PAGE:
This is our new series devoted to those, who did not earn worldwide credit adequate to their chess skills and Olympic achievements. One of them is certainly Isaac Kashdan
(born 1905), relatively unknown US player. In fact he was one of strongest players of the world in early 30's. Even Alekhine mentioned one day that Kashdan might be next World Champion. He earned well-deserved nickname of "the little Capablanca" because of his unique ability to extract victories from seemingly even positions. Unfortunately Kashdan could not engage seriously into chess career. He turned to earn a living as an insurance agent and administrator in order to support his family.
His Olympic record is ultimate and unique. He participated in 1928, 1930, 1931, 1933 and 1937. He won three gold and one silver medal with US team. He won as much as 52 games overall and lost only 5, one at each Olympiad, two of them in the last round (vs Rubinstein in 1931 and vs Flohr in 1933). He never scored worse than 70% winning two gold individual medals, one silver, one bronze, and one fourth place overall. In Stockholm, 1937 he scored 14/16, the best individual record of all the players. His all-time Olympic record of 79.7% is unique achievement superior to vast majority of chess giants.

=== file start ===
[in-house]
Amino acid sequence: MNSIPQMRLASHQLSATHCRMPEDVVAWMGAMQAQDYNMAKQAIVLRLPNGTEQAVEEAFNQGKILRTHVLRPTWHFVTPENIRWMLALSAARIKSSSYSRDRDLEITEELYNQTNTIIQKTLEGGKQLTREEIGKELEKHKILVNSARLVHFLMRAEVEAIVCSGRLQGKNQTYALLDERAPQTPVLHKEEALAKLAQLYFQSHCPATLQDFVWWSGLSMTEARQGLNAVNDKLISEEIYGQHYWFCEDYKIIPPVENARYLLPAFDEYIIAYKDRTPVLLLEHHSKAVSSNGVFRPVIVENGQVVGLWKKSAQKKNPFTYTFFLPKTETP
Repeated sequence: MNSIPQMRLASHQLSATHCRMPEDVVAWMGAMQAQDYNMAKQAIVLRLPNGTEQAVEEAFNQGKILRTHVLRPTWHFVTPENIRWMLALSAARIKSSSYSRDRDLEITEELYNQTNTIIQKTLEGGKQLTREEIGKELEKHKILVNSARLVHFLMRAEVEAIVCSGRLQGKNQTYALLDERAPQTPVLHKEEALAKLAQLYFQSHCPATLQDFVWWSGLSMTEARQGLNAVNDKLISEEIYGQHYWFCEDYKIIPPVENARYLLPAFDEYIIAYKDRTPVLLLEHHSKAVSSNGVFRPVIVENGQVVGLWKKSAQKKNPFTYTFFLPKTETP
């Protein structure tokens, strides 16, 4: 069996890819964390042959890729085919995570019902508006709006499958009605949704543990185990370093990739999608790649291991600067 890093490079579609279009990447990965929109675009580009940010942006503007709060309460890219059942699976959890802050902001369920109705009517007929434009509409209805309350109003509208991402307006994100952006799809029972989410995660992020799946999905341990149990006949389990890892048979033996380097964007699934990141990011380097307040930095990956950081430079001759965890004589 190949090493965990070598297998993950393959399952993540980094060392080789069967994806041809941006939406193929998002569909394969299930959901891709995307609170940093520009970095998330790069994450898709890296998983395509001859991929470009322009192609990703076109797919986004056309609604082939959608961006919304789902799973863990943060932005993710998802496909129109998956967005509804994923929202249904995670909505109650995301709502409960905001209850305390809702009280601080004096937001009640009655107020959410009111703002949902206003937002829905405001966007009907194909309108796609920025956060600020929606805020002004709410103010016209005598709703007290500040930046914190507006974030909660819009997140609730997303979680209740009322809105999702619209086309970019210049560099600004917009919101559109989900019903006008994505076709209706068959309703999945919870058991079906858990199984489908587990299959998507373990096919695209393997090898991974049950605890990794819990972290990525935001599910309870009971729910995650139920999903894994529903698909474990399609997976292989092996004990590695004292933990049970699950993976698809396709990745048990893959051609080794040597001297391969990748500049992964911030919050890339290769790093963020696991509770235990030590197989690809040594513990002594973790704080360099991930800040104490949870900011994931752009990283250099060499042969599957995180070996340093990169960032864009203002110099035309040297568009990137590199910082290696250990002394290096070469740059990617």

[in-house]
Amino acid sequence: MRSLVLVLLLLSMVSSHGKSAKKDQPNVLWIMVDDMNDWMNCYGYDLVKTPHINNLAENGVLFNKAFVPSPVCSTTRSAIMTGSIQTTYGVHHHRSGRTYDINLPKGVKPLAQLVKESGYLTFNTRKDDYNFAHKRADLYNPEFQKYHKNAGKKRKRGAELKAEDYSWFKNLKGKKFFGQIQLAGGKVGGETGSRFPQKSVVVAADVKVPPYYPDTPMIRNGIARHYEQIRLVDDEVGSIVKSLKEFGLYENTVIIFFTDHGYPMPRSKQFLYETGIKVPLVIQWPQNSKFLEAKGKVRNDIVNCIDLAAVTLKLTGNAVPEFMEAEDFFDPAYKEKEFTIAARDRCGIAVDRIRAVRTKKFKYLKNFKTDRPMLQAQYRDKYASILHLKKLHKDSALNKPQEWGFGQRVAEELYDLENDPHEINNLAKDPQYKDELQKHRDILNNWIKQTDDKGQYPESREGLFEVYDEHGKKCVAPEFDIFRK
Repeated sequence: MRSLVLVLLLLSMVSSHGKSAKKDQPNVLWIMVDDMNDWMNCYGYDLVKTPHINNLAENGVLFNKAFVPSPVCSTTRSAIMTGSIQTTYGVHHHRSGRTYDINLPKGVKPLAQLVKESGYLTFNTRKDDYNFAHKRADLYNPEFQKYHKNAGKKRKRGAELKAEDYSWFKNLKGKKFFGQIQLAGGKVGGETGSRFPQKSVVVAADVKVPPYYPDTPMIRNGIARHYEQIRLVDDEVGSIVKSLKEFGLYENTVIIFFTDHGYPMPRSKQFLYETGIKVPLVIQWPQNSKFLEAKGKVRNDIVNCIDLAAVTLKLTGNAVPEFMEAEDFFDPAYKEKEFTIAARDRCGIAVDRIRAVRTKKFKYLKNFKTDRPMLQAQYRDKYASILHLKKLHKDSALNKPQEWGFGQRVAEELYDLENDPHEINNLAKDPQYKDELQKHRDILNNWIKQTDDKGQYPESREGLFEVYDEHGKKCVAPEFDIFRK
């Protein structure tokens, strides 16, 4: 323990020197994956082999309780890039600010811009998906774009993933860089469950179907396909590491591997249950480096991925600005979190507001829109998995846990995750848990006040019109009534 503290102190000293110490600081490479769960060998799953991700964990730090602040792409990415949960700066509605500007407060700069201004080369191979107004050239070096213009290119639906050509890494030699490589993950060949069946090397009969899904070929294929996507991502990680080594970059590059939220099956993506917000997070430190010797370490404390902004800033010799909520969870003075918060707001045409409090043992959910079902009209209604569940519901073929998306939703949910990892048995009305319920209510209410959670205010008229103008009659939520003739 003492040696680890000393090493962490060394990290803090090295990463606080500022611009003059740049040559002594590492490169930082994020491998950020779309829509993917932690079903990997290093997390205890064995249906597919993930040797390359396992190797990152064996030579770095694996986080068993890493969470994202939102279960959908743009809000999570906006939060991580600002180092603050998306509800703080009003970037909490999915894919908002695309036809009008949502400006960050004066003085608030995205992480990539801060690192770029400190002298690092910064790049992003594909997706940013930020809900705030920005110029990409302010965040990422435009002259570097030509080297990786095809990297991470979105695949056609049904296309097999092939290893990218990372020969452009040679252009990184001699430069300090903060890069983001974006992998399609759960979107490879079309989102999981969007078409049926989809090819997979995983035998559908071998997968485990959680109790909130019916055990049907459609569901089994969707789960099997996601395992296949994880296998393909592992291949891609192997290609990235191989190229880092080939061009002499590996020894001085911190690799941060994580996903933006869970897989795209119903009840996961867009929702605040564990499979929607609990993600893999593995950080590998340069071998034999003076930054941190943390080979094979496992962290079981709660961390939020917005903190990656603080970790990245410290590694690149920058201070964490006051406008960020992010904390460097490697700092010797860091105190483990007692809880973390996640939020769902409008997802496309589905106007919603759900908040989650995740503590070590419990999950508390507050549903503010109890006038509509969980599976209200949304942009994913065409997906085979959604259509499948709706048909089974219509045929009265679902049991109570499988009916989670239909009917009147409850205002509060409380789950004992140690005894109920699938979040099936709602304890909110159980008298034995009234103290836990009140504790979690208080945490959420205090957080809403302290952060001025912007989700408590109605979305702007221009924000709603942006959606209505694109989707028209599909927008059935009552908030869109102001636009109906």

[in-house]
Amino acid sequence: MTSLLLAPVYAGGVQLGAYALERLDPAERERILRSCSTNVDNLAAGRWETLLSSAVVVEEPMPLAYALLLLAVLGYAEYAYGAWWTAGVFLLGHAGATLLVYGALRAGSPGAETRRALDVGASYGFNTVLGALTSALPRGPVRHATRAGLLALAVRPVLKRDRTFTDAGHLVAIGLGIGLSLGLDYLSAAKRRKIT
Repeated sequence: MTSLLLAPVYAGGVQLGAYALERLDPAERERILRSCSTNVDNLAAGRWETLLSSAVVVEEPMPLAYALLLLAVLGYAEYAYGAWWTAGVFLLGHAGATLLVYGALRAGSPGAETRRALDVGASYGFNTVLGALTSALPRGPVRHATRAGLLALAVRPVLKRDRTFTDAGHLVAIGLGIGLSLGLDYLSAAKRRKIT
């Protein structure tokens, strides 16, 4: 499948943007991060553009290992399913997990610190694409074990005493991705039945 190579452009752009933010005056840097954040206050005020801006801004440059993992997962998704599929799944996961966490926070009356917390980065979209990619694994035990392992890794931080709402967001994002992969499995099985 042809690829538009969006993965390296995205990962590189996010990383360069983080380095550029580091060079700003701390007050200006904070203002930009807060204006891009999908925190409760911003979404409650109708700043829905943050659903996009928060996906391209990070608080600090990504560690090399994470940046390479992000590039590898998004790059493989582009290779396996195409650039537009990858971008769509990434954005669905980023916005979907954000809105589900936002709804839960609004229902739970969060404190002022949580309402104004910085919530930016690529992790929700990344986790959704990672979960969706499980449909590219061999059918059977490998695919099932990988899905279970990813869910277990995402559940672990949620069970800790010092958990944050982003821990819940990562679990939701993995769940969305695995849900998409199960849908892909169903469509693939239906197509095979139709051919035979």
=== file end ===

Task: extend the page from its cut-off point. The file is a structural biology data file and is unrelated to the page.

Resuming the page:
He had many serious achievements in non-Olympic tournaments as well. In 1930 he won 1st prizes in Berlin, Stockholm and Gyor. He was 2nd, right behind Capablanca in New York, 1931 and tied for 4th in Bled on the same year. In 1932 he tied 2nd behind Alekhine in Pasadena, tied 1st prize with Alekhine at Mexico City and tied 2nd to Flohr at Hastings. He tied for 1st place in US Championship in 1942 but lost play-off vs Reshevsky.
After the War Kashdan maintained his ties to chess by organizing and directing tournaments, and editing the chess column for the prestigious Los Angeles Times
from 1955 until 1982. He was also the co-founder of Chess Review
. In 1950 he was awarded the IM title, in 1954 he got the GM title and the IA title in 1960. He passed away at the age of 79 in 1985.
Few have contributed more to the development of the chess life in USA than GM Isaac Kashdan.
This is one of his best and most famous games being a vivid proof for his profound knowledge of the endings. For the above, he was given a special prize for the best ending:
Kashdan - Flohr, Hamburg 1930